WEIGHING POSSIBILITIES/FACTORS FOR HYDROGEN SUCCESS IN ELECTRIC POWERTRAINS | The North American Council for Freight Efficiency (NACFE) released its latest Guidance Report, “Making Sense of Heavy-Duty Hydrogen Fuel Cell Tractors.” Said the council’s Director of Emerging Technologies and Study Team Manager Rick Mihelic, “Almost every day there is a new announcement about hydrogen fuel cell electric trucks. Even with all the information, there are a lot of unanswered questions. We published this report to help make sense of hydrogen for commercial freight movement.” Key findings show such trucks are only just beginning to see real-world use; their adoption is being driven by regional or national considerations that are much bigger than what exists for trucking fleets. Battery-electric trucks should be the baseline for hydrogen fuel cell electric vehicle (HFCEV) comparisons, rather than any internal combustion engine alternative. The future acceleration of HFCEVs is likely not about the vehicles and fueling but resides mostly on the creation and distribution of the hydrogen itself. The report also offers fleets some recommendations on how to proceed with hydrogen fuel cell electric truck exploration, from how to compare the rigs to what you’re running today to what not to consider — things like fill times, largely at this stage moving targets, at best. Financial incentives to reach such zero-emissions goals, the report’s authors also note, are likely to be needed for some time as vehicles come into production. You can download the NACFE report via this link.WEIGHING POSSIBILITIES/FACTORS FOR HYDROGEN SUCCESS IN ELECTRIC POWERTRAINS | The North American Council for Freight Efficiency (NACFE) released its latest Guidance Report, “Making Sense of Heavy-Duty Hydrogen Fuel Cell Tractors.” Said the council’s Director of Emerging Technologies and Study Team Manager Rick Mihelic, “Almost every day there is a new announcement about hydrogen fuel cell electric trucks. Even with all the information, there are a lot of unanswered questions. We published this report to help make sense of hydrogen for commercial freight movement.” Key findings show such trucks are only just beginning to see real-world use; their adoption is being driven by regional or national considerations that are much bigger than what exists for trucking fleets. Battery-electric trucks should be the baseline for hydrogen fuel cell electric vehicle (HFCEV) comparisons, rather than any internal combustion engine alternative. The future acceleration of HFCEVs is likely not about the vehicles and fueling but resides mostly on the creation and distribution of the hydrogen itself. The report also offers fleets some recommendations on how to proceed with hydrogen fuel cell electric truck exploration, from how to compare the rigs to what you’re running today to what not to consider — things like fill times, largely at this stage moving targets, at best. Financial incentives to reach such zero-emissions goals, the report’s authors also note, are likely to be needed for some time as vehicles come into production. You can download the NACFE report via this link.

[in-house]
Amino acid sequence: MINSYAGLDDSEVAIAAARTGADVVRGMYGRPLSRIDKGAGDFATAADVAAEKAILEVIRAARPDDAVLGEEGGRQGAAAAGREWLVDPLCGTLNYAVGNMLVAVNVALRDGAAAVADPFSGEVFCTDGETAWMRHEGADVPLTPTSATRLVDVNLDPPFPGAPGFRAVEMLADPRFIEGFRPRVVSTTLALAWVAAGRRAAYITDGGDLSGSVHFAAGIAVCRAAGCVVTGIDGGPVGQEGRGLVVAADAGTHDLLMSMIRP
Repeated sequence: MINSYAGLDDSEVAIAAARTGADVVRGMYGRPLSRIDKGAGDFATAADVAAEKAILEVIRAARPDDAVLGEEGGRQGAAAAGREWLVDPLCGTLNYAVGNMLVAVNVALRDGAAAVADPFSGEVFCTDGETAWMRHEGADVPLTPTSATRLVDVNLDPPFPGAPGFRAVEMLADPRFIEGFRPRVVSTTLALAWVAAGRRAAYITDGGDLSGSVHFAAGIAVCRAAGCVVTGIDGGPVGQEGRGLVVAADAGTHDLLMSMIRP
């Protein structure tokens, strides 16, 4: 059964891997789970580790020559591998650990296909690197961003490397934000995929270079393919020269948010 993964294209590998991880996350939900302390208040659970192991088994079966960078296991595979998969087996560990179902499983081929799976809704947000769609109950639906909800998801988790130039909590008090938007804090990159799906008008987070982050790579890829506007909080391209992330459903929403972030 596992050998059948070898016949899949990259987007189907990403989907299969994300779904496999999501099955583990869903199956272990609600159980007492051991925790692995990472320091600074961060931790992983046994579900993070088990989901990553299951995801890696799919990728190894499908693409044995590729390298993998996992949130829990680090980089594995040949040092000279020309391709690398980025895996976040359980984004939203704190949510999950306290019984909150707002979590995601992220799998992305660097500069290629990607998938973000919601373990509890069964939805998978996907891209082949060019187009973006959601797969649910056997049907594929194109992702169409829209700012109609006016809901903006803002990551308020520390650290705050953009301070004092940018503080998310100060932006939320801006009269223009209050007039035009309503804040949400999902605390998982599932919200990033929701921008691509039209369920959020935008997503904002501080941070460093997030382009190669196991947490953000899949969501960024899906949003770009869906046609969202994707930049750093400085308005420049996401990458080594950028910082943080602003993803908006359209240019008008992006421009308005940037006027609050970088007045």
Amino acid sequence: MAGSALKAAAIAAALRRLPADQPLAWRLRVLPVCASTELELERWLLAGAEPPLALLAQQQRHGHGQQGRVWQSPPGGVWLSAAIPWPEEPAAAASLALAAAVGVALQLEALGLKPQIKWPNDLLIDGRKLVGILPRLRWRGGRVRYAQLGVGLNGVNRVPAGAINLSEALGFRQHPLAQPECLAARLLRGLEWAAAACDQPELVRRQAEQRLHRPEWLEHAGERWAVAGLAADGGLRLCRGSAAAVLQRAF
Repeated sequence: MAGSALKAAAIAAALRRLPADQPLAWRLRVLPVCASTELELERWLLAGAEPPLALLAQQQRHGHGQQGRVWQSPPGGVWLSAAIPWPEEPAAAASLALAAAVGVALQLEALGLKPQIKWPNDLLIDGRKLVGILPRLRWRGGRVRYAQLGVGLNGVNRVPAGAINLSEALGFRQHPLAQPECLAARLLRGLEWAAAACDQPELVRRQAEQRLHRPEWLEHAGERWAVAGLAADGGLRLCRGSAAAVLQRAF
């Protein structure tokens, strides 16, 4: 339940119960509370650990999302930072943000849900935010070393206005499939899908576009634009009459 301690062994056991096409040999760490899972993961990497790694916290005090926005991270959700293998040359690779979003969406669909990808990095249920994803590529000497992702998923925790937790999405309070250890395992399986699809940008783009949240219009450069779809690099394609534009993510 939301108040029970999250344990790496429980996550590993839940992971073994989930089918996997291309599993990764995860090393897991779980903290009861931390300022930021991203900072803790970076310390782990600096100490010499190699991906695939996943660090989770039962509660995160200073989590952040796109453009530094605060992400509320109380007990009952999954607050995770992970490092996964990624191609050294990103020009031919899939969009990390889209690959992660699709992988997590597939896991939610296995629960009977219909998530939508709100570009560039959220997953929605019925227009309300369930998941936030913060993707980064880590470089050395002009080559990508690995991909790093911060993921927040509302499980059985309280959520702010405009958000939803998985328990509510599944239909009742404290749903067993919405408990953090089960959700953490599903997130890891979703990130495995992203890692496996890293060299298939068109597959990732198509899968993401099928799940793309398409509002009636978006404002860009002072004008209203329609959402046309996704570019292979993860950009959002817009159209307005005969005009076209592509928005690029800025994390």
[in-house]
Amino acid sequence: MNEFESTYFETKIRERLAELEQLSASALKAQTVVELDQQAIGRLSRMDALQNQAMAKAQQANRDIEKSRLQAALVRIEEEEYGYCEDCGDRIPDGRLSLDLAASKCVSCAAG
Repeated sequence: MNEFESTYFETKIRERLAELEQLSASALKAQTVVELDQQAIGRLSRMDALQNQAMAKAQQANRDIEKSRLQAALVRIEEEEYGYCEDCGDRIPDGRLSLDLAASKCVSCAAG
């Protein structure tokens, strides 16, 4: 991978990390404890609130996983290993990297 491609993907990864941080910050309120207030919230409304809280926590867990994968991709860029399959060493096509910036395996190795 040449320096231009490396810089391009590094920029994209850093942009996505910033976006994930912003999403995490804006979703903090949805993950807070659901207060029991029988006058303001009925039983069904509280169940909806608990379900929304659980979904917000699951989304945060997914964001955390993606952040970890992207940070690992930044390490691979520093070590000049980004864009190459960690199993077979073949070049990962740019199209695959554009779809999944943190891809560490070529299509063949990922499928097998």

More driver pay increases announced
Two large fleets announced driver pay increases, adding to the growing list of carriers boosting pay for their drivers.

C.R. England announced an increase that will affect most of its over-the-road drivers, which it calls “the largest pay increase in C.R. England’s 100-year history.” The increase went into effect Dec. 1 and is estimated to provide an average of 15.5% to the base pay of OTR solo drivers.

Additionally, drivers are also participating in a new bonus program that launched on Nov. 1, which provides incentives for safe driving and superior service performance. Earning top payout on the Safe & On-Time, Every Time Bonus, combined with the base pay increase, is estimated to provide up to a 25% total pay increase for eligible drivers.

Maverick Transportation also announced a pay increase for its flatbed, glass and dedicated divisions. Beginning Jan. 3, Maverick is introducing a new 2 cents-per-mile and 4 cpm increase for the flatbed and glass divisions, respectively. The company is also increasing their tarp pay, short mile pay and guarantee pay for OTR drivers.

The company says student drivers will now earn 51 to 54 cpm, and experienced drivers will earn 56 to 64 cpm, depending upon division and experience.